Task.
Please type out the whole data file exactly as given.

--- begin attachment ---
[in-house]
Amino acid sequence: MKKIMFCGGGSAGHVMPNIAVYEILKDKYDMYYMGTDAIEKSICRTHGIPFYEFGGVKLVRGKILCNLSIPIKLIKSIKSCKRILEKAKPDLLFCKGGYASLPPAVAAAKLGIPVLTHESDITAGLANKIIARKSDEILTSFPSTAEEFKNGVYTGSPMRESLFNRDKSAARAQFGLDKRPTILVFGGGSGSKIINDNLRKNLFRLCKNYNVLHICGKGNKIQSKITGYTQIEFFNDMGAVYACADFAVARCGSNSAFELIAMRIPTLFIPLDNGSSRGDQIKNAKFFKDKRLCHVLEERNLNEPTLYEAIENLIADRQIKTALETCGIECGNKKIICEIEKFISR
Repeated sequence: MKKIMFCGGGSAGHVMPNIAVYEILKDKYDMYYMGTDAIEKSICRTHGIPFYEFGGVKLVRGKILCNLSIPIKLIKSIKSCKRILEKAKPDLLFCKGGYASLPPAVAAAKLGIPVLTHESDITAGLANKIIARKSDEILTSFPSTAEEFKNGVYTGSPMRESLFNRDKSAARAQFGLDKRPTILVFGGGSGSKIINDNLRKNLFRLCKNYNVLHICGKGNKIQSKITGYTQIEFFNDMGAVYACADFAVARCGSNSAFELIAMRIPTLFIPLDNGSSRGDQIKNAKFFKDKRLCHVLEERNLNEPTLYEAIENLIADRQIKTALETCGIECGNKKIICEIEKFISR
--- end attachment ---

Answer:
[in-house]
Amino acid sequence: MKKIMFCGGGSAGHVMPNIAVYEILKDKYDMYYMGTDAIEKSICRTHGIPFYEFGGVKLVRGKILCNLSIPIKLIKSIKSCKRILEKAKPDLLFCKGGYASLPPAVAAAKLGIPVLTHESDITAGLANKIIARKSDEILTSFPSTAEEFKNGVYTGSPMRESLFNRDKSAARAQFGLDKRPTILVFGGGSGSKIINDNLRKNLFRLCKNYNVLHICGKGNKIQSKITGYTQIEFFNDMGAVYACADFAVARCGSNSAFELIAMRIPTLFIPLDNGSSRGDQIKNAKFFKDKRLCHVLEERNLNEPTLYEAIENLIADRQIKTALETCGIECGNKKIICEIEKFISR
Repeated sequence: MKKIMFCGGGSAGHVMPNIAVYEILKDKYDMYYMGTDAIEKSICRTHGIPFYEFGGVKLVRGKILCNLSIPIKLIKSIKSCKRILEKAKPDLLFCKGGYASLPPAVAAAKLGIPVLTHESDITAGLANKIIARKSDEILTSFPSTAEEFKNGVYTGSPMRESLFNRDKSAARAQFGLDKRPTILVFGGGSGSKIINDNLRKNLFRLCKNYNVLHICGKGNKIQSKITGYTQIEFFNDMGAVYACADFAVARCGSNSAFELIAMRIPTLFIPLDNGSSRGDQIKNAKFFKDKRLCHVLEERNLNEPTLYEAIENLIADRQIKTALETCGIECGNKKIICEIEKFISR